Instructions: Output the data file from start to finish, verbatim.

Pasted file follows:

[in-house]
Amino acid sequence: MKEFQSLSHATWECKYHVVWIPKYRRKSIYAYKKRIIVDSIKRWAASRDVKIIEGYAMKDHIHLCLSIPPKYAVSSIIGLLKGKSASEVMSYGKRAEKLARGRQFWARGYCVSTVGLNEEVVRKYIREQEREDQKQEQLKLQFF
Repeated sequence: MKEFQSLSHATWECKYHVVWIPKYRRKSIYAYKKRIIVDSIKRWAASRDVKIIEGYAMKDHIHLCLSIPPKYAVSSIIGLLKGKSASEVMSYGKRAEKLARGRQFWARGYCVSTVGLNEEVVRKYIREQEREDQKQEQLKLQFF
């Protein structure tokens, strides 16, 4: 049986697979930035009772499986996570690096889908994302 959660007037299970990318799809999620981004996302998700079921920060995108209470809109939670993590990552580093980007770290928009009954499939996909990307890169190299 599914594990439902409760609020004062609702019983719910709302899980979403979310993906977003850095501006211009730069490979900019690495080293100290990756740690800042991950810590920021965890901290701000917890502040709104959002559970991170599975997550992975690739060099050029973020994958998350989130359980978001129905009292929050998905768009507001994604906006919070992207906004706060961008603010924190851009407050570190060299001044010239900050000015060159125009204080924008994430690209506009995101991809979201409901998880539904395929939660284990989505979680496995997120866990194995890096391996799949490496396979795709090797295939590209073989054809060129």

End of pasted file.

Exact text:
[in-house]
Amino acid sequence: MKEFQSLSHATWECKYHVVWIPKYRRKSIYAYKKRIIVDSIKRWAASRDVKIIEGYAMKDHIHLCLSIPPKYAVSSIIGLLKGKSASEVMSYGKRAEKLARGRQFWARGYCVSTVGLNEEVVRKYIREQEREDQKQEQLKLQFF
Repeated sequence: MKEFQSLSHATWECKYHVVWIPKYRRKSIYAYKKRIIVDSIKRWAASRDVKIIEGYAMKDHIHLCLSIPPKYAVSSIIGLLKGKSASEVMSYGKRAEKLARGRQFWARGYCVSTVGLNEEVVRKYIREQEREDQKQEQLKLQFF
């Protein structure tokens, strides 16, 4: 049986697979930035009772499986996570690096889908994302 959660007037299970990318799809999620981004996302998700079921920060995108209470809109939670993590990552580093980007770290928009009954499939996909990307890169190299 599914594990439902409760609020004062609702019983719910709302899980979403979310993906977003850095501006211009730069490979900019690495080293100290990756740690800042991950810590920021965890901290701000917890502040709104959002559970991170599975997550992975690739060099050029973020994958998350989130359980978001129905009292929050998905768009507001994604906006919070992207906004706060961008603010924190851009407050570190060299001044010239900050000015060159125009204080924008994430690209506009995101991809979201409901998880539904395929939660284990989505979680496995997120866990194995890096391996799949490496396979795709090797295939590209073989054809060129």